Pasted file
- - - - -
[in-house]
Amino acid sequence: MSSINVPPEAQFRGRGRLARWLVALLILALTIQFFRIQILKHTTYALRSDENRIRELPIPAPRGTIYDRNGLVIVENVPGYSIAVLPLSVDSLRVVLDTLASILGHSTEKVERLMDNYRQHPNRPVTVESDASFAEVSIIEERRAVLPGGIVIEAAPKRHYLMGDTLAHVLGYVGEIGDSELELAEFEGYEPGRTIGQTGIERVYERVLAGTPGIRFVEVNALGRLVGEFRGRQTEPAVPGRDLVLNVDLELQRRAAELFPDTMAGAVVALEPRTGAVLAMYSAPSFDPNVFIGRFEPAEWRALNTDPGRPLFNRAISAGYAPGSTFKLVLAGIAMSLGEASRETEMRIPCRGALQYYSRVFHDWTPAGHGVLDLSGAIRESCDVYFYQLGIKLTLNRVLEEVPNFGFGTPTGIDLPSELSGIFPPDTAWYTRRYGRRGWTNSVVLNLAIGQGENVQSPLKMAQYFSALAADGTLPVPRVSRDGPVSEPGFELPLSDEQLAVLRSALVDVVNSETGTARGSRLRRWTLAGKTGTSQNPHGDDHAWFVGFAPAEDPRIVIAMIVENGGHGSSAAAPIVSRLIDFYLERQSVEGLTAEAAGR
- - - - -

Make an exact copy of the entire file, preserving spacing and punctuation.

[in-house]
Amino acid sequence: MSSINVPPEAQFRGRGRLARWLVALLILALTIQFFRIQILKHTTYALRSDENRIRELPIPAPRGTIYDRNGLVIVENVPGYSIAVLPLSVDSLRVVLDTLASILGHSTEKVERLMDNYRQHPNRPVTVESDASFAEVSIIEERRAVLPGGIVIEAAPKRHYLMGDTLAHVLGYVGEIGDSELELAEFEGYEPGRTIGQTGIERVYERVLAGTPGIRFVEVNALGRLVGEFRGRQTEPAVPGRDLVLNVDLELQRRAAELFPDTMAGAVVALEPRTGAVLAMYSAPSFDPNVFIGRFEPAEWRALNTDPGRPLFNRAISAGYAPGSTFKLVLAGIAMSLGEASRETEMRIPCRGALQYYSRVFHDWTPAGHGVLDLSGAIRESCDVYFYQLGIKLTLNRVLEEVPNFGFGTPTGIDLPSELSGIFPPDTAWYTRRYGRRGWTNSVVLNLAIGQGENVQSPLKMAQYFSALAADGTLPVPRVSRDGPVSEPGFELPLSDEQLAVLRSALVDVVNSETGTARGSRLRRWTLAGKTGTSQNPHGDDHAWFVGFAPAEDPRIVIAMIVENGGHGSSAAAPIVSRLIDFYLERQSVEGLTAEAAGR